Derek Burns, the principal at Douglas Creative Arts and Science Magnet Elementary School, insists that, “If you don’t go all in, it’s not going to work.” The “it” he is referring to here is Douglas’ magnet theme, the creative arts and sciences. Mr. Burns is heading into his third year at Douglas and he believes that allowing his faculty and staff the freedom to be creative, and modeling a strong commitment to infusing Douglas’ creative arts and sciences theme into everything they do, are the keys to building and sustaining a successful magnet school. Douglas earned the most prestigious award given by MSA earlier this year, the Dr. Ronald P. Simpson Distinguished Merit Award for embodying all of MSA’s Magnet School Pillars: diversity, innovative curriculum and professional development, academic excellence, high quality instructional systems, and family and community partner ships.
I took the time to have a conversation with Mr. Burns as well as Ms. Heidi Bledsoe, a former teacher turned Magnet Coordinator at Douglas, about what makes Douglas thrive. There were several distinct areas to which they attributed Douglas’ success over the course of our conversation: professional support and development for passionate faculty and staff, family and community involvement, and finally, pervasive theme integration inside and outside the classroom. These crucial ingredients make their magnet a playful and meaningful place for teachers, parents, and students alike to explore knowledge, experiment, and express themselves.
Burns and Bledsoe are still a little new to Douglas, but they both agree that the school has always been staffed with passionate people. Burns believes that as a semi-new principal he’s simply allowed his teachers a bit more flexibility and as a result, he’s noticed that they have begun to flourish. His openness to creativity cultivates a healthy, idea-centric workplace. Douglas Creative Arts and Science Magnet is a school that encourages its teachers, as well as its students, to try new things on a daily basis.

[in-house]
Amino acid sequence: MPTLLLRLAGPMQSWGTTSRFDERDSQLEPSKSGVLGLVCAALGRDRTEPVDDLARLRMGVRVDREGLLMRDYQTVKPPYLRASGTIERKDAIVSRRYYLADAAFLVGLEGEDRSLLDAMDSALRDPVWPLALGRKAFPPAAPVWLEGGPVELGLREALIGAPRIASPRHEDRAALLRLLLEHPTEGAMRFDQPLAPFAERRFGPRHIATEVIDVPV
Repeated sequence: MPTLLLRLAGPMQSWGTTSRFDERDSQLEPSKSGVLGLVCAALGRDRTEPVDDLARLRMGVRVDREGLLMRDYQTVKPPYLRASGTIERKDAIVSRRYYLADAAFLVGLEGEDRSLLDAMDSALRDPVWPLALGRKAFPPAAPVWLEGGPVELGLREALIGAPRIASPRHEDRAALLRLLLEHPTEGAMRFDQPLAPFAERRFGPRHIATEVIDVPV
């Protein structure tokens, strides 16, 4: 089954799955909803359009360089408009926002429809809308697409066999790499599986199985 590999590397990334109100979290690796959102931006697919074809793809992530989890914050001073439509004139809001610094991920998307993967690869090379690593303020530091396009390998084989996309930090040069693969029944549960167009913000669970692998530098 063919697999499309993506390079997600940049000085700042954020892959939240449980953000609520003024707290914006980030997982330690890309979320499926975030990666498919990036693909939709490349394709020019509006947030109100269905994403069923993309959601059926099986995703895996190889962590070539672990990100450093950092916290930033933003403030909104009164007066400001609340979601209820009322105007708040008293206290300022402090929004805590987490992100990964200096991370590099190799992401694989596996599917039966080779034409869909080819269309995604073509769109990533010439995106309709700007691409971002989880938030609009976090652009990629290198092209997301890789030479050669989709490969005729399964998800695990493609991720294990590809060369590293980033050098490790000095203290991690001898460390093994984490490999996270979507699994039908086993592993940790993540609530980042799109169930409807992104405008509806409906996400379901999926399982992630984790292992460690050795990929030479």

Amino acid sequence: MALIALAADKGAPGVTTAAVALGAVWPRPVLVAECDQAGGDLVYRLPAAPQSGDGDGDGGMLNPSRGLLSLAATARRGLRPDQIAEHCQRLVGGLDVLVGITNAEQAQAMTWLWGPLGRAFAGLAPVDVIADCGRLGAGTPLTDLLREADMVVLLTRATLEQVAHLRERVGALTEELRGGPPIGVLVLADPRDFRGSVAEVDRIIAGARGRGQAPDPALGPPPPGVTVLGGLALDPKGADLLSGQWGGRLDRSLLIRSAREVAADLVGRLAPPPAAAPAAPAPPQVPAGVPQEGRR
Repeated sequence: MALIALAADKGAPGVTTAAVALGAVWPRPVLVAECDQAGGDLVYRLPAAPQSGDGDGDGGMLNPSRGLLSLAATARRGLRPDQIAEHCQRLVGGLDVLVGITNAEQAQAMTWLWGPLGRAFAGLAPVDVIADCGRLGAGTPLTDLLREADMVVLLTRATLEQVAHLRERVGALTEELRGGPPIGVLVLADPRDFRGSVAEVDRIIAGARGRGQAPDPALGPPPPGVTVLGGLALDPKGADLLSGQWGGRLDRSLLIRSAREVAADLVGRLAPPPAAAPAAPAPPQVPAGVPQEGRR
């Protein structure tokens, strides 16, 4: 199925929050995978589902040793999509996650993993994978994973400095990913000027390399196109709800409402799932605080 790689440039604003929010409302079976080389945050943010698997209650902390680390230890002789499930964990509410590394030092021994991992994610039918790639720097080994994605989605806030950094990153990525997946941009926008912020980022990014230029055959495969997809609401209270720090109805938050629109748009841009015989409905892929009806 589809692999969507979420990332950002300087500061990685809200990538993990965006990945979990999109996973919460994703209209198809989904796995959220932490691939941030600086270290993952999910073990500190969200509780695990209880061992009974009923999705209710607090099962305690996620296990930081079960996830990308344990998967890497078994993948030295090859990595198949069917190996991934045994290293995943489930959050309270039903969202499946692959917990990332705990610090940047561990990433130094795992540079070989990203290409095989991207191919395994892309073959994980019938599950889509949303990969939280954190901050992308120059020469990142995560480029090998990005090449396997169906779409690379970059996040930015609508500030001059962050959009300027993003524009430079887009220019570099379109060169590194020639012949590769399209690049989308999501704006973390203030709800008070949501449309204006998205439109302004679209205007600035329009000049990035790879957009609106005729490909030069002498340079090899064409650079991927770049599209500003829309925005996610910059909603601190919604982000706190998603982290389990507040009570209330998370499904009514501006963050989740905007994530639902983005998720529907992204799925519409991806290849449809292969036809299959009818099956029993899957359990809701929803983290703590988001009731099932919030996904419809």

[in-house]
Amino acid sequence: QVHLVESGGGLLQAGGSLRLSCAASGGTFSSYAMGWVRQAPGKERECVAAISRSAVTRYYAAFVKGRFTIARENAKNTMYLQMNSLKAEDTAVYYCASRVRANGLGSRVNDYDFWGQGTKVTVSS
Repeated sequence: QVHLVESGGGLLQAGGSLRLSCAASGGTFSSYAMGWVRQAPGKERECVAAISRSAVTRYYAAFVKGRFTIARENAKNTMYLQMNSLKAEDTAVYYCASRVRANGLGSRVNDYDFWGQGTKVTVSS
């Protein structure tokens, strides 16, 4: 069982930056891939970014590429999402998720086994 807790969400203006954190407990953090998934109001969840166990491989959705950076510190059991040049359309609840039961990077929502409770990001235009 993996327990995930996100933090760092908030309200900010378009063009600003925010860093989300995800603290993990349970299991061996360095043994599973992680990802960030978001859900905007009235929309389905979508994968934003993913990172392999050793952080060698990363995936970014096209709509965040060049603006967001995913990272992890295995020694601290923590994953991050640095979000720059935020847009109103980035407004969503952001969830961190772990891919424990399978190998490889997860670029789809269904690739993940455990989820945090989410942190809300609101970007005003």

The school invests in its teachers by providing strong arts and science integration trainings each year (which the teachers voluntarily attend, unpaid), providing two hours’ worth of extra planning time each day to ensure high quality curriculum, and most recently, Burns has opened the “innovation inn,” a coffee house style space on campus, a space specifically meant to facilitate collaborative lesson planning brainstorms.
My interview with the two school administrators said it all. Both Mr. Burns and Ms. Bledsoe exuded contagious energy and enthusiasm for their school. They described how the staff participates in their weekly theme days with gusto, and described the eagerness of their faculty to share ideas. They also discussed the value of celebration and encouragement not only among students but among staff and parents.
On top of enthusiastic and engaged faculty and staff, Douglas Creative Arts and Science Magnet boasts engaged parents. Burns says of Douglas’ PTA and parent volunteers, “They aren’t just funders of things, they bring their ideas regularly and we welcome their input.”
Strong parental engagement was not necessarily automatic for Douglas, Burns and his staff work hard to promote parent involvement by holding parent nights and other functions at accessible locations. They make an effort to plan inclusive and stimulating activities for families of all backgrounds. Additionally, they often find low-cost ways to serve food their events (in the past a PTA member donated burgers). Reading and math nights are flexible, fun, and hands on – meant to welcome English Language Learners as well as native speakers. Just as Douglas teachers and administrators strive to make learning fun for their students, they try to show parents how fun learning can be as well and make consistent efforts to bring the community together in the process.